By Debbie Emery - Radar Reporter
Even one of America’s most notorious criminals wants to stay in touch with old school friends, and while it’s understandably tough for Ted Kaczynski to chat on Facebook, the infamous ‘Unabomber’ was keen to update his Harvard alumni magazine with his current status.
While most of his former classmates at the Ivy League University are well-aware of their former pal’s predicament, Kaczynski enlightened the rest with what has got to be the most bizarre posting the class of ‘62 has read.
The 70-year-old’s colleagues list their roles in society as “working with inner city kids” or “writing literary essays,” but Ted’s occupation is stated simply as “prisoner.”
As RadarOnline.com previously reported, the Unabomber carried out a deadly mail bombing spree that spanned nearly 20 years, killing three people and injuring 23 others. He dismissed his court appointed attorneys and insisted on defending himself at trial. However, a plea agreement was reached where Kaczynski was sentenced to life in prison with no chance of parole.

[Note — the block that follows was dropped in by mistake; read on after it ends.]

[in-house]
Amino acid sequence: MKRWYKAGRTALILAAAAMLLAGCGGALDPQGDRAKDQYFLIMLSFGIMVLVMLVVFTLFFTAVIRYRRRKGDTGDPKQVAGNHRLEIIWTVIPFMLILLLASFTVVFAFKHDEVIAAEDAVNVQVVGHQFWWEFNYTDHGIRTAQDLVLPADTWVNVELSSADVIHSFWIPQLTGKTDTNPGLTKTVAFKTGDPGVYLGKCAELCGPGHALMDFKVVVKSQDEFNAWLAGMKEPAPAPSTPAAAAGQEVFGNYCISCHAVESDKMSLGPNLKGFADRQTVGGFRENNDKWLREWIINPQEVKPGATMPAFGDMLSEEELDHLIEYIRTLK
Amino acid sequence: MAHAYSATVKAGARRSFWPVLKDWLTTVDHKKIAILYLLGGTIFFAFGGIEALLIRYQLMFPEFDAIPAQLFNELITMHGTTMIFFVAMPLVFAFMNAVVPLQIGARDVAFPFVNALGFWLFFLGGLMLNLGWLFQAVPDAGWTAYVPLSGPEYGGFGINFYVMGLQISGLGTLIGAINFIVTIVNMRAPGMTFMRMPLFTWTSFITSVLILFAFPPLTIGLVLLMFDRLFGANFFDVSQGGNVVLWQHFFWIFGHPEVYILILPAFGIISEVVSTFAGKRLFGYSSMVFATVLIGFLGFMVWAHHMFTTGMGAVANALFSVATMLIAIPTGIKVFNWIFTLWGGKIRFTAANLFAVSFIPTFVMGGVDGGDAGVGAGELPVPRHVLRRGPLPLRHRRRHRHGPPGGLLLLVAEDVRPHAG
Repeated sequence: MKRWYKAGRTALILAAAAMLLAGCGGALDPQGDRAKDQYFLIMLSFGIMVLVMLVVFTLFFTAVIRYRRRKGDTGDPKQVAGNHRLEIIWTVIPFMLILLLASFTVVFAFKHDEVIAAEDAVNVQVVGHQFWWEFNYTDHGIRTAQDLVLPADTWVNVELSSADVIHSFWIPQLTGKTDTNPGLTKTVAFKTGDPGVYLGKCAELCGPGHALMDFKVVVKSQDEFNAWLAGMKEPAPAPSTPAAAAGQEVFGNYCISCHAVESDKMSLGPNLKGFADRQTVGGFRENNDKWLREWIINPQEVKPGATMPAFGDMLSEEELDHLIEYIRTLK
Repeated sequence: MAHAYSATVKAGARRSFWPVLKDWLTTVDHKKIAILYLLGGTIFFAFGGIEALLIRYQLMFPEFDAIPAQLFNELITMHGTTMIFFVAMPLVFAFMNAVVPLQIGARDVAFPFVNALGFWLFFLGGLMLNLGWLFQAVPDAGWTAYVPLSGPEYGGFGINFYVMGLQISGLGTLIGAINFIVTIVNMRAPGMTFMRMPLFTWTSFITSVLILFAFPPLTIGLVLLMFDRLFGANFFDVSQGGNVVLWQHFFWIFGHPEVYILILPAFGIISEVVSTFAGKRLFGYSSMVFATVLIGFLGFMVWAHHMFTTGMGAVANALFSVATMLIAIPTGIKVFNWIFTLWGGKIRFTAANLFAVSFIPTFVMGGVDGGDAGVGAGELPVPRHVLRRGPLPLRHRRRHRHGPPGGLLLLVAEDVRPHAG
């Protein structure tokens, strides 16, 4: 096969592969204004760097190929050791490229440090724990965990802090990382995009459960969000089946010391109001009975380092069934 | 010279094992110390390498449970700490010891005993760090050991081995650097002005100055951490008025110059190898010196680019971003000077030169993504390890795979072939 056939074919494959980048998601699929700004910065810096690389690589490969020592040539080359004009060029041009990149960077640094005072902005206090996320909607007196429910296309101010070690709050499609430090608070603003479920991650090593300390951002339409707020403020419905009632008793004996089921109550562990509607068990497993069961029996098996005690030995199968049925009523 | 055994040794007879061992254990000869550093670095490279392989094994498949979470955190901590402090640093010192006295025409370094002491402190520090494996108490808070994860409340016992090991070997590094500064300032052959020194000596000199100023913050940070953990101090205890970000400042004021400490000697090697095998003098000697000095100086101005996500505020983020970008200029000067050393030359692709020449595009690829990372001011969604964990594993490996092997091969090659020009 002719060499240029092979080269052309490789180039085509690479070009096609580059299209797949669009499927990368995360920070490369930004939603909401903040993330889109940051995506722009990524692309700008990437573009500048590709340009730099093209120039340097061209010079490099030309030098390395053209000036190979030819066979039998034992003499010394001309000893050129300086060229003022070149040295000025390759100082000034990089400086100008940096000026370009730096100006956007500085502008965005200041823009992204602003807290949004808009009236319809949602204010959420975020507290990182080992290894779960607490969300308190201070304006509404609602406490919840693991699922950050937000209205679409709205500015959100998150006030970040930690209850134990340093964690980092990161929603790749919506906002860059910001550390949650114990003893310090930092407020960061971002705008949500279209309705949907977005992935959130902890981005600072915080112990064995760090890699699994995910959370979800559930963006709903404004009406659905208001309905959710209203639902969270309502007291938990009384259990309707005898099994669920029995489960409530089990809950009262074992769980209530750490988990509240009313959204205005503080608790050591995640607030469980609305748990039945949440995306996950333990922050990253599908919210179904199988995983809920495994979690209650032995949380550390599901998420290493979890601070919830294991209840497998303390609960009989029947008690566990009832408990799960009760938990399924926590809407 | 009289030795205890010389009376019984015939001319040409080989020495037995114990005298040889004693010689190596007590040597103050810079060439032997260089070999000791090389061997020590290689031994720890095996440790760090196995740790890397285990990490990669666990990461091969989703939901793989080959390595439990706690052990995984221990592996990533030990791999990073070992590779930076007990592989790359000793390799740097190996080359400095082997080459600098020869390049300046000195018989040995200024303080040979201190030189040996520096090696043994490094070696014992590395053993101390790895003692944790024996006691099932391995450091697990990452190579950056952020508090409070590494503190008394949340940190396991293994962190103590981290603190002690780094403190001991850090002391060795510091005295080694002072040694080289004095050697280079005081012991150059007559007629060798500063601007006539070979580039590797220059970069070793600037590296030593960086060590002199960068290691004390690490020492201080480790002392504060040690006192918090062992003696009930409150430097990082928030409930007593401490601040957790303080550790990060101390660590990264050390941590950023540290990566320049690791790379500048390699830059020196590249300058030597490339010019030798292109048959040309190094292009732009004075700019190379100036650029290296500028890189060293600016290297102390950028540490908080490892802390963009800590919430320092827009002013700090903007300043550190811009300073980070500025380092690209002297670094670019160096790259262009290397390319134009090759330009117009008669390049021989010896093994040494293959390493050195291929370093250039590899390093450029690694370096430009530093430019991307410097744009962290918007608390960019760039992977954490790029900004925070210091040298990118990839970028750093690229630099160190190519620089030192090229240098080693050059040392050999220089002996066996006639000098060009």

His surprise entry into the magazine was tweeted by a fellow Harvard alum, Alex Taussig, who wrote, “Ted Kaczynski's alumni update for his 50 year Harvard reunion. Morbidly amusing.”
Instead of the usual penthouses in Manhattan or country homes in New England, under address Kaczynski provides his ID number and the details of the maximum security federal prison in Florence, Colorado where he is destined to spend the rest of his life.
Not publically known for his sense to humor, the bearded multiple murderer wrote “eight life sentences,” when asked what awards he had won, and under “publications” he lists the infamous 50-page script against the modern world, which The New York Times and The Washington Post agreed to print in exchange for Kaczynski's promise to end his bombing campaign.
Before entering into a life of crime, Kaczynski was an exceptional student who was accepted into Harvard at the age of 16. After graduating in 1962, he went on to earn a PhD in mathematics at Michigan University where he specialized in a branch of complex analysis known as geometric function theory, before later becoming a disturbed genius recluse locking himself up in a cabin in the woods.
In his campaign against the effects of advanced technology, Ted led authorities on the nation's longest and costliest manhunt before his brother tipped off law enforcement in 1996 after recognizing his writing style in the manifesto.